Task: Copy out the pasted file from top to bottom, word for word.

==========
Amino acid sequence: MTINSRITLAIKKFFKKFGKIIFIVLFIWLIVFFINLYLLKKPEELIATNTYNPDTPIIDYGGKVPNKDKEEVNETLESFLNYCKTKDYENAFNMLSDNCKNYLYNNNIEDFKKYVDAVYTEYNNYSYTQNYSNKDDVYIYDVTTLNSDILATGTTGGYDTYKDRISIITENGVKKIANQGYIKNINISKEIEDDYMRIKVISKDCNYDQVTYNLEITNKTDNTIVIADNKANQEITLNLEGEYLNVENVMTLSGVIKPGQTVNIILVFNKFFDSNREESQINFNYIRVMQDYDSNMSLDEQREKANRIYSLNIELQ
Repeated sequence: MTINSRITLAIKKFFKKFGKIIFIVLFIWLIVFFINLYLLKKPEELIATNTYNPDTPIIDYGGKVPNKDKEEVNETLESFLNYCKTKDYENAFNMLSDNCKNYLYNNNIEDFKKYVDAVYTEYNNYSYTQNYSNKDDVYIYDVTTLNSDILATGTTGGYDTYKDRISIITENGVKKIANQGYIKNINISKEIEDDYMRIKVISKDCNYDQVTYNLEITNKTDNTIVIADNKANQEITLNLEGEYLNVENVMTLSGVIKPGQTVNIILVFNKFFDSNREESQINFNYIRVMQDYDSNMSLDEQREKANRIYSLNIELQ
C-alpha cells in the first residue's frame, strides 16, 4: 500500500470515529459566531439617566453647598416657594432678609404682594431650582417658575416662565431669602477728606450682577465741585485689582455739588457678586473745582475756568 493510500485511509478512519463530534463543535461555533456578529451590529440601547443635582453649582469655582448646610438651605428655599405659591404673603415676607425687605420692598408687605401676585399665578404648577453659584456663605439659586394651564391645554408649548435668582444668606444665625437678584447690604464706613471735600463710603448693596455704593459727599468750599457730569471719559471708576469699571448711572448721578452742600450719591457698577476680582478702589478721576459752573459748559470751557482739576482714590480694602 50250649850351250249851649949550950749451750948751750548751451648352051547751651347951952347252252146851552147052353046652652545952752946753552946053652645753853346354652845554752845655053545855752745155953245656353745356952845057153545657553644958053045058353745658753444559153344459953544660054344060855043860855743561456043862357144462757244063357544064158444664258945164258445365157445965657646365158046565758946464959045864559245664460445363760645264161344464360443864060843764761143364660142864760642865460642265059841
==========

Amino acid sequence: MTINSRITLAIKKFFKKFGKIIFIVLFIWLIVFFINLYLLKKPEELIATNTYNPDTPIIDYGGKVPNKDKEEVNETLESFLNYCKTKDYENAFNMLSDNCKNYLYNNNIEDFKKYVDAVYTEYNNYSYTQNYSNKDDVYIYDVTTLNSDILATGTTGGYDTYKDRISIITENGVKKIANQGYIKNINISKEIEDDYMRIKVISKDCNYDQVTYNLEITNKTDNTIVIADNKANQEITLNLEGEYLNVENVMTLSGVIKPGQTVNIILVFNKFFDSNREESQINFNYIRVMQDYDSNMSLDEQREKANRIYSLNIELQ
Repeated sequence: MTINSRITLAIKKFFKKFGKIIFIVLFIWLIVFFINLYLLKKPEELIATNTYNPDTPIIDYGGKVPNKDKEEVNETLESFLNYCKTKDYENAFNMLSDNCKNYLYNNNIEDFKKYVDAVYTEYNNYSYTQNYSNKDDVYIYDVTTLNSDILATGTTGGYDTYKDRISIITENGVKKIANQGYIKNINISKEIEDDYMRIKVISKDCNYDQVTYNLEITNKTDNTIVIADNKANQEITLNLEGEYLNVENVMTLSGVIKPGQTVNIILVFNKFFDSNREESQINFNYIRVMQDYDSNMSLDEQREKANRIYSLNIELQ
C-alpha cells in the first residue's frame, strides 16, 4: 500500500470515529459566531439617566453647598416657594432678609404682594431650582417658575416662565431669602477728606450682577465741585485689582455739588457678586473745582475756568 493510500485511509478512519463530534463543535461555533456578529451590529440601547443635582453649582469655582448646610438651605428655599405659591404673603415676607425687605420692598408687605401676585399665578404648577453659584456663605439659586394651564391645554408649548435668582444668606444665625437678584447690604464706613471735600463710603448693596455704593459727599468750599457730569471719559471708576469699571448711572448721578452742600450719591457698577476680582478702589478721576459752573459748559470751557482739576482714590480694602 50250649850351250249851649949550950749451750948751750548751451648352051547751651347951952347252252146851552147052353046652652545952752946753552946053652645753853346354652845554752845655053545855752745155953245656353745356952845057153545657553644958053045058353745658753444559153344459953544660054344060855043860855743561456043862357144462757244063357544064158444664258945164258445365157445965657646365158046565758946464959045864559245664460445363760645264161344464360443864060843764761143364660142864760642865460642265059841